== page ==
How to deal with Team Conflict

How to ensure Employee Accountability and Ownership

How to deal with Team Conflict

The Value of Conflict while you’re busy on How to deal with Team Conflict.

When people work together, there are times when they disagree. Some degree of conflict should be expected within any group of people working towards a common purpose. How a team manages its conflict can uiltimately help (or hurt) the team and the team’s performance.

Overcoming common problems in teams

When a team is experiencing problems such as competing loyalties or failing to meet performance expectations, each team member is responsible for trying to ensure that the group gets along. Some problems, however, require a more structured approach.

The following outlines typical team problems.


The team is either unclear about its tasks or overwhelmed by them. This usually occurs in the Forming stage of team development. Planning is essential to minimize floundering.

Dominating participant

A team member who talks a lot, consuming the team’s time. They may not have specific expertise, but tend to tell long stories or give unnecessary detail.

Silent participant

A team member who rarely speaks and if asked about their silence, may say, “I’m listening, when I have something to say, I’ll say it.” Group performance can suffer when a silent participant does not speak up when it would be beneficial. Some people, based on their individual preferences have different comfort levels speaking in a group (eg extroverts versus introverts)

Digression and tangents

One team member describes a past situation relevant to the problem at hand. This triggers the memory of other team members, who begin describing similar situations at length. When the meeting is over, team members wonder where the time went because little was accomplished.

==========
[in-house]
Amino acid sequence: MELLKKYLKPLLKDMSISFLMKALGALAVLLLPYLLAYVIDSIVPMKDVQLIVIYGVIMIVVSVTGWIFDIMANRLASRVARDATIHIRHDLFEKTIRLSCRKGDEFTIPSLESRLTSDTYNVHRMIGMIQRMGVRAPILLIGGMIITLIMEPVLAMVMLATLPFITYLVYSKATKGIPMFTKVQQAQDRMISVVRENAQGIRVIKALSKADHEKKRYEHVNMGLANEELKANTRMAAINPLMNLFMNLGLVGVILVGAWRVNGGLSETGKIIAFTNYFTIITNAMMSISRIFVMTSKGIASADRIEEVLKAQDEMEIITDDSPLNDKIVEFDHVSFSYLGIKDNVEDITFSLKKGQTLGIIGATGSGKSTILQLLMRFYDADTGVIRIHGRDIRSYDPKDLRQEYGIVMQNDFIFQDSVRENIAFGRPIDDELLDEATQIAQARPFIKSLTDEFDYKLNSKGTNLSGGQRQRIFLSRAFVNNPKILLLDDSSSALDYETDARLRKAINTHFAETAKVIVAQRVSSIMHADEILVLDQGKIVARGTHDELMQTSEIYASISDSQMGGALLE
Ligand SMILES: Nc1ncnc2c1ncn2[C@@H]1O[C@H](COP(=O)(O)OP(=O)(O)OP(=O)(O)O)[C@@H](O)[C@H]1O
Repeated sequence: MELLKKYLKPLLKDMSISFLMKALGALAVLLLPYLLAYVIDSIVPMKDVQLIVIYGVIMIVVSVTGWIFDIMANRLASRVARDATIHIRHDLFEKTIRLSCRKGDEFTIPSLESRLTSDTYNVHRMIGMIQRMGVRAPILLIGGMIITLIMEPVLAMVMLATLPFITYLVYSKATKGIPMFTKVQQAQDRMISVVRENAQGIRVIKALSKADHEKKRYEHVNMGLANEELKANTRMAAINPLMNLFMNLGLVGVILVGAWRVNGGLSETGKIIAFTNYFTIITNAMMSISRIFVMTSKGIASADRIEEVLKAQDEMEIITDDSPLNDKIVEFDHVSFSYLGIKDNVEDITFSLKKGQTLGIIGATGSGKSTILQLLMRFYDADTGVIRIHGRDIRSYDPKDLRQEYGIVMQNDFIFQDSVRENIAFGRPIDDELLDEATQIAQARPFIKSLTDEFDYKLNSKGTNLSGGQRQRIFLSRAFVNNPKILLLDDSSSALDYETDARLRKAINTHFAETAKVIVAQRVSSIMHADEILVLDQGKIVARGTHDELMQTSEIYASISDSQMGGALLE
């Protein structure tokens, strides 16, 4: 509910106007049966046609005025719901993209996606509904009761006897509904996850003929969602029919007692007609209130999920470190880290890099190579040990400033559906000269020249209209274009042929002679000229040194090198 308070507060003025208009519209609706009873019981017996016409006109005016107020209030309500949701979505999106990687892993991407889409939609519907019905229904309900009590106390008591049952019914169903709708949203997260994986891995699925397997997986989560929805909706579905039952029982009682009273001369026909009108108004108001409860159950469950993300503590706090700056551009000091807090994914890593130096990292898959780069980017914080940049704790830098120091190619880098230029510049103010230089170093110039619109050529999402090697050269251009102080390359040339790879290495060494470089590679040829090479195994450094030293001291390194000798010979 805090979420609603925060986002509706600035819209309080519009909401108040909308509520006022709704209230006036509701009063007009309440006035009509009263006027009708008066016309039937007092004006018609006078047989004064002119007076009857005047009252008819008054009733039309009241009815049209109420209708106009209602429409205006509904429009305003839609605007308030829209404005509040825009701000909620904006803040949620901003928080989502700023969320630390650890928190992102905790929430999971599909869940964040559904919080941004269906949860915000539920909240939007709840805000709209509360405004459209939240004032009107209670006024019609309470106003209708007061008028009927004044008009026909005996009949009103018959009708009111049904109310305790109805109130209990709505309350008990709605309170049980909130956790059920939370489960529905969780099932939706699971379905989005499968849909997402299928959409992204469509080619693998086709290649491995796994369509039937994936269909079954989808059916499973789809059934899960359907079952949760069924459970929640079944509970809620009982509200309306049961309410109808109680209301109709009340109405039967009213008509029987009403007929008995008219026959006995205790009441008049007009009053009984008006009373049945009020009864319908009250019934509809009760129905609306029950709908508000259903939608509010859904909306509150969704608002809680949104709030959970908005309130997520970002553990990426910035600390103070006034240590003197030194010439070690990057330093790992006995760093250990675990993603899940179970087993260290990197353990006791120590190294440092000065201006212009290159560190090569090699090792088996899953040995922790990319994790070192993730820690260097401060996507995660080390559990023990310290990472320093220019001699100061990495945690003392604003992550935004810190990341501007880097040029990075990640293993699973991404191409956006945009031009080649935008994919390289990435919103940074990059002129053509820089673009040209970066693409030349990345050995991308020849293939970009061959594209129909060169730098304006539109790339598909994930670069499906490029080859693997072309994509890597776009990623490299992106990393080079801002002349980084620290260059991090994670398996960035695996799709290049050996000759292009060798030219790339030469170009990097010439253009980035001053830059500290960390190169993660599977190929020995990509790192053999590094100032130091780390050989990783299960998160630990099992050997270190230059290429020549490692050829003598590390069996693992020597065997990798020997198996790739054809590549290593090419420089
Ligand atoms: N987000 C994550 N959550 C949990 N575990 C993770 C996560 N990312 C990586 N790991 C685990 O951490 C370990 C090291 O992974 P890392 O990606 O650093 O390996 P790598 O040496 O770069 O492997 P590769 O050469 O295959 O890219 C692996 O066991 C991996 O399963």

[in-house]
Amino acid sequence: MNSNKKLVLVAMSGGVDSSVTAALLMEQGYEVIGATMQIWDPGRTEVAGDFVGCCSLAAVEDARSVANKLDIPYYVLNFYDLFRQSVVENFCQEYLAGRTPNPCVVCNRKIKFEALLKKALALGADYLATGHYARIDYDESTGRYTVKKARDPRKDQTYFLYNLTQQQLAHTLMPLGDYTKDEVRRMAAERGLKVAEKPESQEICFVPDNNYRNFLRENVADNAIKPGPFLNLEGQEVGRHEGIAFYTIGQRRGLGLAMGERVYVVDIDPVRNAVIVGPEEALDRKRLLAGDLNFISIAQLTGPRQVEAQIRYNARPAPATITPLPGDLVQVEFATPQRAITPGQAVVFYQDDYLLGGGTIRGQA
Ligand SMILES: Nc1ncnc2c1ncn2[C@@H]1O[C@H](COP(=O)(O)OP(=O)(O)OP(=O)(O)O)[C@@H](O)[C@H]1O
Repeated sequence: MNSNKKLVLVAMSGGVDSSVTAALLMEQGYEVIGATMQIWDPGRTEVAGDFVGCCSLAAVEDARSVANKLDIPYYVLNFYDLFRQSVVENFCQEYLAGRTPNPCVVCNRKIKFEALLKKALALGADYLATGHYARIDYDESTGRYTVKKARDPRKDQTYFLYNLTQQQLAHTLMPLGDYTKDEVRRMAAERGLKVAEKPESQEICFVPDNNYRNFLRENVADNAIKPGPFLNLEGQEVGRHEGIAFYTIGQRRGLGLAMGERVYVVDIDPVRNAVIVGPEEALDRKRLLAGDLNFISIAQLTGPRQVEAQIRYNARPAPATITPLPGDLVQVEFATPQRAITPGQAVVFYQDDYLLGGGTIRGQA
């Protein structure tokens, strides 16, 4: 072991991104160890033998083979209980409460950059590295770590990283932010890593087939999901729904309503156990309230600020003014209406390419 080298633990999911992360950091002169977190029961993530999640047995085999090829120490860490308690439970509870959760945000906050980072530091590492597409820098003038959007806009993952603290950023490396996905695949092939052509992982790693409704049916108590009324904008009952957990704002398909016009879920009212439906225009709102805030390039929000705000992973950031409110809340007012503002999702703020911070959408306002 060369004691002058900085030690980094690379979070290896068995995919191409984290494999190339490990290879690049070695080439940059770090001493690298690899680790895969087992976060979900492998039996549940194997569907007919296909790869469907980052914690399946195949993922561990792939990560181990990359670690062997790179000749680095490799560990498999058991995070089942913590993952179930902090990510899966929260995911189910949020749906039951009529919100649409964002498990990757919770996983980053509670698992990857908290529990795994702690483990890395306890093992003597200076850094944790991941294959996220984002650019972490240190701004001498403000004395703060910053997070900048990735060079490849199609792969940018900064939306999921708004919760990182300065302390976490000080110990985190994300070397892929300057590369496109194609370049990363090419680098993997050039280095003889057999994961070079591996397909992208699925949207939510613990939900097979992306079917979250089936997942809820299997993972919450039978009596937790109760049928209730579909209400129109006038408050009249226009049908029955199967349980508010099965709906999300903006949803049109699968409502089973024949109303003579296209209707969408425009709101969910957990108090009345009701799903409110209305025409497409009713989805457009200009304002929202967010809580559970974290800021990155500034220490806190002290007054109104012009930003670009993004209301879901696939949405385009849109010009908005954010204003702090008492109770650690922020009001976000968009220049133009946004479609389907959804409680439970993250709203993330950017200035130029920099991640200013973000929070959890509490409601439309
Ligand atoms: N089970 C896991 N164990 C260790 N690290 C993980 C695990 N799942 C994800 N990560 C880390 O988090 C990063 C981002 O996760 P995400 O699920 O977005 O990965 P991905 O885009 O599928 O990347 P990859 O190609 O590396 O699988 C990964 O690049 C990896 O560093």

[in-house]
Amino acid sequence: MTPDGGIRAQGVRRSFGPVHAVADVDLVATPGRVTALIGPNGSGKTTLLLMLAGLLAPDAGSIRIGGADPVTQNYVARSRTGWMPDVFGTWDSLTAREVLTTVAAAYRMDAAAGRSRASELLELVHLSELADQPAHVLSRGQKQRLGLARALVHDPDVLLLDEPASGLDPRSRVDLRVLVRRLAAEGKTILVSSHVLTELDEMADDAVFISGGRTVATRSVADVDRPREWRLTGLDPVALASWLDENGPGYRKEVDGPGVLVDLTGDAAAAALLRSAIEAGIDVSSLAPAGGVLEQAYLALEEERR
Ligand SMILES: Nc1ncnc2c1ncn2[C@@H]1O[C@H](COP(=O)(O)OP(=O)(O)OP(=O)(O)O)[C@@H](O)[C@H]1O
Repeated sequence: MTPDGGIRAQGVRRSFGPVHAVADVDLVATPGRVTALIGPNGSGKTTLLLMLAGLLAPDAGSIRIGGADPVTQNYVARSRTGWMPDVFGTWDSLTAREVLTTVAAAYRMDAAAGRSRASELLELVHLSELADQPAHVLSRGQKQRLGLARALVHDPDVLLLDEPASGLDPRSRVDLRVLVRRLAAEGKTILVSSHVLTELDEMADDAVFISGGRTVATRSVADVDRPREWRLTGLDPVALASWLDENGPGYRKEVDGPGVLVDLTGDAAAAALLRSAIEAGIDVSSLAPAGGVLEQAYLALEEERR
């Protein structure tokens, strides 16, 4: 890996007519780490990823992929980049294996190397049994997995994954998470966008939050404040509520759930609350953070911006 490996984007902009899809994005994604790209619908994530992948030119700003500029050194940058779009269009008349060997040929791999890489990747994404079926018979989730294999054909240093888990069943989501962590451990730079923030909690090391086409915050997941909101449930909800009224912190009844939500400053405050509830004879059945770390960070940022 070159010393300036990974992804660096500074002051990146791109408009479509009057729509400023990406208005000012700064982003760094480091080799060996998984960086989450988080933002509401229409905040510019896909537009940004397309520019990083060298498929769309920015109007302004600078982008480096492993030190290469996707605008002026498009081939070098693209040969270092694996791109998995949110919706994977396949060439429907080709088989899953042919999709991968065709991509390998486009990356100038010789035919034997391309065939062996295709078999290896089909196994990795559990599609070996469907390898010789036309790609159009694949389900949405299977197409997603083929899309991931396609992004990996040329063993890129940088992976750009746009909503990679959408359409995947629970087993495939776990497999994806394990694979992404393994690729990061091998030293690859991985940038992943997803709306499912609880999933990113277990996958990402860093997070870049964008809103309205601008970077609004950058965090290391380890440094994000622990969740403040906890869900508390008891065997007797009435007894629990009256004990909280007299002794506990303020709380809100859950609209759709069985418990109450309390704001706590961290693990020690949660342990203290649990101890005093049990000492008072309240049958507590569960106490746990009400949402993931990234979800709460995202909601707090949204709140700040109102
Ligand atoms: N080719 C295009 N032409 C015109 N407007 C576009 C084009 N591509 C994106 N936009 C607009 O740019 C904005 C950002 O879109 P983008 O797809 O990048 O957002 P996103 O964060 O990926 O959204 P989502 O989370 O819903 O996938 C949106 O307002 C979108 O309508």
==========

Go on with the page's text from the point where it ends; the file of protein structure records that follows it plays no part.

Rush to accomplishment

“Doing something is better than doing nothing.” This belief may cause team members to be impatient or rush through a project in order to reach a conclusion, when haste is inappropriate for the situation.


One team member fails to give credit to another’s ideas or ignore another person’s contribution. A team member may begin to ridicule other team member’s ideas or behavior. This can cause hostility and hurt feelings leading to unnecessary conflict.

Acceptance of opinion as fact

A team member makes statements with such confidence that other team members are reluctant to question the validity of the statement, even when it is clearly an opinion rather than factual data.

Feuding team members

You may need to act as a mediator when this occurs. Unresolved conflict, over time, will reduce the team’s overall performance.

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